Iron Mountain Incorporated (NYSE: IRM) provides information management services to help organizations lower the costs, risks, and inefficiencies of managing their physical and digital data. In addition, the company is the largest repository of physical records in the world.
Today’s organizations have a clear need for IRM’s services as document recovery, discovery, legal compliance, and an overload of information storage needs (both physical and digital) have consumed corporations during the new information age.
According IRM’s 2009 Annual Report, the amount of digital information increases tenfold every five years. This accelerating trend supports continued expansion in the volume of physical records and explosive growth in digital information, which clearly presents IRM a large market opportunity for future growth.
IRM’s business model is supported by a large recurring revenue base. In addition, a recent trend towards consolidation in the physical information management industry will continue because of the advantages of economies of scale and the larger capital requirements required to support growth. Hence, IRM maintains a diversified and stable customer base as their recurring revenue is paramount to funding the company’s growth. As mentioned above, current industry trends support recurring revenue growth and thus, bottom line advances for IRM’s shareholders.
Bob Brennan, President and Chief Executive Officer, stated in his 2009 annual letter to shareholders,
Driving top line growth is the number one priority at Iron Mountain. Our experience, dedication, and stability make us one of the most trusted names in the large and expanding marketplace for information management services.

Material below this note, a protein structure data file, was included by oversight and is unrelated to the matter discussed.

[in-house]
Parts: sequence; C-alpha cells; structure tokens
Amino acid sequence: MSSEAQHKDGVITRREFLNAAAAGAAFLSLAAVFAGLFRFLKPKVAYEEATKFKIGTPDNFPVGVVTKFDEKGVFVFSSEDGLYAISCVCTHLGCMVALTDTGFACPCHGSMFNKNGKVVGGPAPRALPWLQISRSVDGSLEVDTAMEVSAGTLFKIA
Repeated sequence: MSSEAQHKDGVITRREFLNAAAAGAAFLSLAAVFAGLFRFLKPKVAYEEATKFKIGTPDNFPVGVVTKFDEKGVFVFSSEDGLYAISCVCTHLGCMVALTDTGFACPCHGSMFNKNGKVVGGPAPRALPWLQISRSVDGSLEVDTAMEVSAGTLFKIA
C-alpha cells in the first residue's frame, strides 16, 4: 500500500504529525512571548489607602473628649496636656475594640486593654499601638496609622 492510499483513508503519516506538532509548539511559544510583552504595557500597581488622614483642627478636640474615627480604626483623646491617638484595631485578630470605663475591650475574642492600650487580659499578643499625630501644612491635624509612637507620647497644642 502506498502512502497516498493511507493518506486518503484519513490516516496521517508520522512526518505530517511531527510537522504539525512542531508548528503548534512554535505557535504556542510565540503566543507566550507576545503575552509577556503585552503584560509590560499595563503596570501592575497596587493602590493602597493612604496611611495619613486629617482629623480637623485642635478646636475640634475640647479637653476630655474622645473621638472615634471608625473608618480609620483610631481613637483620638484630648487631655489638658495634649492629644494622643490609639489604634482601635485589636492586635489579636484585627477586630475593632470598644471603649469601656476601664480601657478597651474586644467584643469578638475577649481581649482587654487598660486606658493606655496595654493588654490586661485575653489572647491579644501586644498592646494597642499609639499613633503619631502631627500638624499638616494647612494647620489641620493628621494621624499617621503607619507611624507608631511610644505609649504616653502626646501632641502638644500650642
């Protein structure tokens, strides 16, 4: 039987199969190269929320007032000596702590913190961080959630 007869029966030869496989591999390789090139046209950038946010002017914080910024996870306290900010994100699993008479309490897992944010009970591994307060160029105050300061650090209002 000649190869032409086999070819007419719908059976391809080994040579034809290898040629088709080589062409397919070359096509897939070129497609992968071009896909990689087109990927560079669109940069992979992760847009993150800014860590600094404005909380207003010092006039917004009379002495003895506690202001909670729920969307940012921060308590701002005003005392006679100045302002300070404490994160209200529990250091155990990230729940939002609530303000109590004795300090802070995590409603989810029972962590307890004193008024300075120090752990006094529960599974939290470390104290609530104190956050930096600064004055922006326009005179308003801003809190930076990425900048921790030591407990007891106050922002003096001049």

On the positive side, IRM began paying their first dividend in fiscal 2010, and maintained 140,000 corporate clients as of fiscal end 2009, with no customer accounting for more than $2 million of consolidated revenues. However, on the negative side, IRM does balance their amazing operational fundamentals with an eerie debt burden. For the conservative investor, buying into IRM’s leveraged balance sheet could prove disastrous as new and unproven IRM earnings may not be able to support their high debt repayments. IRM ranks a S&P long-term debt rating of BB- , and as of November 2008, that outlook remained stable.
Furthermore, news that Warren Buffett’s Berkshire Hathaway (BRK.A) recently sold its entire stake in the company probably gave investors more than just a few jitters. The September 2010 quarter write-down also probably didn’t aid near-term sentiment. However, with all directors and executive officers as a group owning 10.9% of the outstanding common stock, maybe investors should at least appreciate the potential of highly correlated management-shareholder incentives before passing this opportunity by.